Proactively Accountable Anonymous Messaging in Verdict

Henry Corrigan-Gibbs, David Isaac Wolinsky, and Bryan Ford
Yale University

22nd USENIX Security Symposium
August 14-16, 2013, Washington, D.C.


Among anonymity systems, DC-nets have long held attraction for their resistance to traffic analysis attacks, but practical implementations remain vulnerable to internal disruption or “jamming” attacks, which require time-consuming detection procedures to resolve. We present Verdict, the first practical anonymous group communication system built using proactively verifiable DC-nets: participants use public-key cryptography to construct DC-net ciphertexts, and use zero-knowledge proofs of knowledge to detect and exclude misbehavior before disruption. We compare three alternative constructions for verifiable DC-nets: one using bilinear maps and two based on simpler ElGamal encryption. While verifiable DC-nets incur higher computational overheads due to the public-key cryptography involved, our experiments suggest that Verdict is practical for anonymous group messaging or microblogging applications, supporting groups of 100 clients at 1 second per round or 1000 clients at 10 seconds per round. Furthermore, we show how existing symmetric-key DC-nets can “fall back” to a verifiable DC-net to quickly identify misbehavior, speeding up previous detections schemes by two orders of magnitude.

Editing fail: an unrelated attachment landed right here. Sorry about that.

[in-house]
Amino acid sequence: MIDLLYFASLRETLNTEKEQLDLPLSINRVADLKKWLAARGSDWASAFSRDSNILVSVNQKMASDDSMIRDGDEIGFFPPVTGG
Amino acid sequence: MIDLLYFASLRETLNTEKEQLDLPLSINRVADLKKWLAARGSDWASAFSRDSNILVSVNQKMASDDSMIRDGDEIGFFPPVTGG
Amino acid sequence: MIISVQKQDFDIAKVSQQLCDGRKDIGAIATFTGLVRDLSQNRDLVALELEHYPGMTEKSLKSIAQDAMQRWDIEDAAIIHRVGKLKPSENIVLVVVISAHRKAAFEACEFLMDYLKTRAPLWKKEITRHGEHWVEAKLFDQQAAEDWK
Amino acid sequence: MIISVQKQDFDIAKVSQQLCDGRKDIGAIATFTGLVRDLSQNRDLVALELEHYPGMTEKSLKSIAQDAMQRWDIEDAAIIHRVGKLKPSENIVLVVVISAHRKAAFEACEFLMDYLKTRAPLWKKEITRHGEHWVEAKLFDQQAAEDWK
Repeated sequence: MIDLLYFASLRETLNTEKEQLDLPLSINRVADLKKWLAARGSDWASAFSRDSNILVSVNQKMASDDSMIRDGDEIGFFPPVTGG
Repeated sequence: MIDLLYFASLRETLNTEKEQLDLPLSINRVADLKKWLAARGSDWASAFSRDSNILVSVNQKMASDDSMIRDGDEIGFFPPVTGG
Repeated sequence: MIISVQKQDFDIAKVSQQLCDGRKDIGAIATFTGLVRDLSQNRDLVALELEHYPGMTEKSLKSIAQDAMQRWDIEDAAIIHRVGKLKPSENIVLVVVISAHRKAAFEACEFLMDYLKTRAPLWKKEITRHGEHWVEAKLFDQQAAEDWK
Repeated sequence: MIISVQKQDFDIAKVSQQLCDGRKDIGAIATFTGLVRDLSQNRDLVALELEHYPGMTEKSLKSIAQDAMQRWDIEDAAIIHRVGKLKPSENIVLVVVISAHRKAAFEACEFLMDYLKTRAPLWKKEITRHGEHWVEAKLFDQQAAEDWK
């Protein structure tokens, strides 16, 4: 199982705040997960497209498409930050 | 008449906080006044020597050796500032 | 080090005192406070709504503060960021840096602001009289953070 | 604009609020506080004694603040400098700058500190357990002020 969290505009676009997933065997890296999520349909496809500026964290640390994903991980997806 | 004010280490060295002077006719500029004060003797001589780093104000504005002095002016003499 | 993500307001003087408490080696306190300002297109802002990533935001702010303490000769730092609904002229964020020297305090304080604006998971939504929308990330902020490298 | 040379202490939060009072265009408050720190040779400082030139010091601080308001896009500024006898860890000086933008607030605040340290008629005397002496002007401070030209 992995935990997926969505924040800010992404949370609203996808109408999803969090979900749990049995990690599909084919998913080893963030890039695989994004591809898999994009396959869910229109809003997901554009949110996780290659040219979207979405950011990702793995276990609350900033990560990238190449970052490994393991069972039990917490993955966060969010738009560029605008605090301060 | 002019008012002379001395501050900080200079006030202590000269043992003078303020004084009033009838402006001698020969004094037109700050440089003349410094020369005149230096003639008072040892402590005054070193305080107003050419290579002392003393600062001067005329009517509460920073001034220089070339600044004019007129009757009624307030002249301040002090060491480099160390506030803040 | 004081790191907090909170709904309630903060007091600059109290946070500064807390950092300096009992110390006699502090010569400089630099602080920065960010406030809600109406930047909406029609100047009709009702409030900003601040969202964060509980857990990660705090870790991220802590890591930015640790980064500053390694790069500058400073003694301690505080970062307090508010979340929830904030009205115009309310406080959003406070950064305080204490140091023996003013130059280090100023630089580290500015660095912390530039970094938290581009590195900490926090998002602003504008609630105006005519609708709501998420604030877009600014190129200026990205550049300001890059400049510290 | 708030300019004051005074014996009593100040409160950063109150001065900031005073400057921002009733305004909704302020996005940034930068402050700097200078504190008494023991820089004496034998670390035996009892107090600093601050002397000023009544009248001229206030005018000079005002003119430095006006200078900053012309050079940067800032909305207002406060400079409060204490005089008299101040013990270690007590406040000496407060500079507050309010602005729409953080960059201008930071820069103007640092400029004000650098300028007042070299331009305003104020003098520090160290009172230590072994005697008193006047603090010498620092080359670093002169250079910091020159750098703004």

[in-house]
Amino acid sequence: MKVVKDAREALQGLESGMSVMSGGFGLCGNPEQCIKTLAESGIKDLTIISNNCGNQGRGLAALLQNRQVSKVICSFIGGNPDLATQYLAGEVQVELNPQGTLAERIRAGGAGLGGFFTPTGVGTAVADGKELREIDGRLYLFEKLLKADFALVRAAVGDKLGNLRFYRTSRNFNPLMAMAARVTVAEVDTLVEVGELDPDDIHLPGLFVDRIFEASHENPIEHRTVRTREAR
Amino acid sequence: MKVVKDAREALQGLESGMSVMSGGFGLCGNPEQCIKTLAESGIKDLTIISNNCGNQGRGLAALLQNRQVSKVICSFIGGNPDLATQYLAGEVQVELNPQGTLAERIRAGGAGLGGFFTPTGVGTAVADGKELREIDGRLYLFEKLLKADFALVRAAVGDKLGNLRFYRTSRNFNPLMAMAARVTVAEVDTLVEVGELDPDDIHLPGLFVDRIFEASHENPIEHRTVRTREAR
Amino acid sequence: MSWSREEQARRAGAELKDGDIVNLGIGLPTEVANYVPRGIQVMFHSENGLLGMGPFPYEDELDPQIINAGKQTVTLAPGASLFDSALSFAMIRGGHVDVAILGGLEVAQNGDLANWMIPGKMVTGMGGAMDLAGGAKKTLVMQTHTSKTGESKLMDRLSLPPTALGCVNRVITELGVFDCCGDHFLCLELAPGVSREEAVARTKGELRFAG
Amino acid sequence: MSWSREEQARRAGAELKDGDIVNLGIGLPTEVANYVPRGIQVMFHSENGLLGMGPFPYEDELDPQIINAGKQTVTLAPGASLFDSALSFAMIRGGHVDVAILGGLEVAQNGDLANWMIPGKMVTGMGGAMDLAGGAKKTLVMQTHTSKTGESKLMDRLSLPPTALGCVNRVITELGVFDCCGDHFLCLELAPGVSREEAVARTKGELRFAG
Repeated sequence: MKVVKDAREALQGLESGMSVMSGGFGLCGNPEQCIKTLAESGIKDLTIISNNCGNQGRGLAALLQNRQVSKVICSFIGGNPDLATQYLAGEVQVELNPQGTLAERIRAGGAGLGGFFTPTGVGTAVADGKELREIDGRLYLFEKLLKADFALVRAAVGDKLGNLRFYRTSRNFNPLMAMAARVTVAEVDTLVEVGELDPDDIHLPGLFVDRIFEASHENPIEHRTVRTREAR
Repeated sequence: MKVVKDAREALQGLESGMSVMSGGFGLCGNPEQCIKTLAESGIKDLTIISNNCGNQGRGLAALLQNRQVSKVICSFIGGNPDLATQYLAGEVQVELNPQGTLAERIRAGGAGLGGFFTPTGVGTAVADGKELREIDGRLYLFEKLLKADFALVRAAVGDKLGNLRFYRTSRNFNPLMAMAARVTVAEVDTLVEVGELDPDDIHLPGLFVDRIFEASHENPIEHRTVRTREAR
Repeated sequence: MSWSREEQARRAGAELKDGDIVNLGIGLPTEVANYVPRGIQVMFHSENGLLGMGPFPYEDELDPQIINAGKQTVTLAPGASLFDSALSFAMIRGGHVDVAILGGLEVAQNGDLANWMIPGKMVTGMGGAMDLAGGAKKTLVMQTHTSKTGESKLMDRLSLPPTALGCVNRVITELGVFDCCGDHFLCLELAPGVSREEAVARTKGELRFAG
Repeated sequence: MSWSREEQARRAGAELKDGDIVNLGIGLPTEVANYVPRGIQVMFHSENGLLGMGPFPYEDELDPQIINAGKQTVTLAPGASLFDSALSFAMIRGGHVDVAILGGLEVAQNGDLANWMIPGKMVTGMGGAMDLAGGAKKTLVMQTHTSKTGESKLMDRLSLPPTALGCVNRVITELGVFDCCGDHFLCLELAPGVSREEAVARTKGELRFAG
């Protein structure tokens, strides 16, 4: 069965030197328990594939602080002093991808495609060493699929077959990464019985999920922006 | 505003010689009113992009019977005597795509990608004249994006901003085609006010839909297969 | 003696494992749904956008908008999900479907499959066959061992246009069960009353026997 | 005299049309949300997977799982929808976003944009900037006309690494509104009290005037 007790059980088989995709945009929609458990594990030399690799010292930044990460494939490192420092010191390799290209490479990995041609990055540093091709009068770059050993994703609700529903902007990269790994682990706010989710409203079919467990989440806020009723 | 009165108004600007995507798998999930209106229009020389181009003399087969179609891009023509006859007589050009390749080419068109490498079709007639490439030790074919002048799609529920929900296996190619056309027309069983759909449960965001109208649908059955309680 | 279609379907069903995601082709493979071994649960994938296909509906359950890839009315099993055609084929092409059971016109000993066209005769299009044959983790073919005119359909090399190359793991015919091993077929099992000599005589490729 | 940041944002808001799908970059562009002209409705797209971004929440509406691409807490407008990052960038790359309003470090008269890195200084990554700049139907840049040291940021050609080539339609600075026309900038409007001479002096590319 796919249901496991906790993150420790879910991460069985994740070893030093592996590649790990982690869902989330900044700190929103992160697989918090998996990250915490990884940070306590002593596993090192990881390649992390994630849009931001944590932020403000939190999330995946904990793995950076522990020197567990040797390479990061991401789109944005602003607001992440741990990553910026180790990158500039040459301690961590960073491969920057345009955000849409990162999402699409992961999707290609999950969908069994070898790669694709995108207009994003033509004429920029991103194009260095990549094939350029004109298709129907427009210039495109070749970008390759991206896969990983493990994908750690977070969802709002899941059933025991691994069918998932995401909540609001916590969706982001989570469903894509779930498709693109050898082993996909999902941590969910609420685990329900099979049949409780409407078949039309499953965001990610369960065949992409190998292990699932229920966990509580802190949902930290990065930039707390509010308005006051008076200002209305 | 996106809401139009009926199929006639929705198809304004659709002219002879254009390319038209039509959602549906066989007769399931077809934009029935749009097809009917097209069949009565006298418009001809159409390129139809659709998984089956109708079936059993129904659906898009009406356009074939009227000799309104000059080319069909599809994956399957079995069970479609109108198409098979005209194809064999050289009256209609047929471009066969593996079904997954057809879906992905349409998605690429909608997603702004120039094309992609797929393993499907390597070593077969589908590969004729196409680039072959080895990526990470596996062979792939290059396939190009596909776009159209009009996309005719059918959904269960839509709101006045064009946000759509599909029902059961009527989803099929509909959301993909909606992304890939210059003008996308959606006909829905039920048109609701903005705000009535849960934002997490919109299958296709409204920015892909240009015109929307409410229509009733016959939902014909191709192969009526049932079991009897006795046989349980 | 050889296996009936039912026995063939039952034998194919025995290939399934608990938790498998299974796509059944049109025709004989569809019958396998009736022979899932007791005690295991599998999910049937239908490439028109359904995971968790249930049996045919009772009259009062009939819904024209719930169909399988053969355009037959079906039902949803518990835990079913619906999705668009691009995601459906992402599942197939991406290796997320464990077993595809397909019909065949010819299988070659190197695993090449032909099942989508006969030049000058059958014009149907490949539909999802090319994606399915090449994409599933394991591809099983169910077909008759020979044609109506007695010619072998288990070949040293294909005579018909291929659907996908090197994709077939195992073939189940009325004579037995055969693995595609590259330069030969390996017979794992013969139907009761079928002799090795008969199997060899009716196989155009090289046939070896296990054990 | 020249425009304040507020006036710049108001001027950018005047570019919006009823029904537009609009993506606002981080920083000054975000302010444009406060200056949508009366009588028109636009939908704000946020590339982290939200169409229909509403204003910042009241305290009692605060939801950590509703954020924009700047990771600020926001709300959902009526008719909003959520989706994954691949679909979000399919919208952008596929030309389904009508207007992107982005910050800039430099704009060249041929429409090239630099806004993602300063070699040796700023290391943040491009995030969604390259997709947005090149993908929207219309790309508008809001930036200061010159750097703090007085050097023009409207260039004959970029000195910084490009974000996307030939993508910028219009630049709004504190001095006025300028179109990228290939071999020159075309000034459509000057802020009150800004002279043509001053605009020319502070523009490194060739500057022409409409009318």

Conference Paper: PDF
Extended Version: PDF

Slides: PowerPoint, PDF.

This material is based upon work supported by the Defense Advanced Research Agency (DARPA) and SPAWAR Systems Center Pacific, Contract No. N66001-11-C-4018. Any opinions, findings and conclusions or recommendations expressed in this material are those of the author(s) and do not necessarily reflect the views of the Defense Advanced Research Agency (DARPA) and SPAWAR Systems Center Pacific.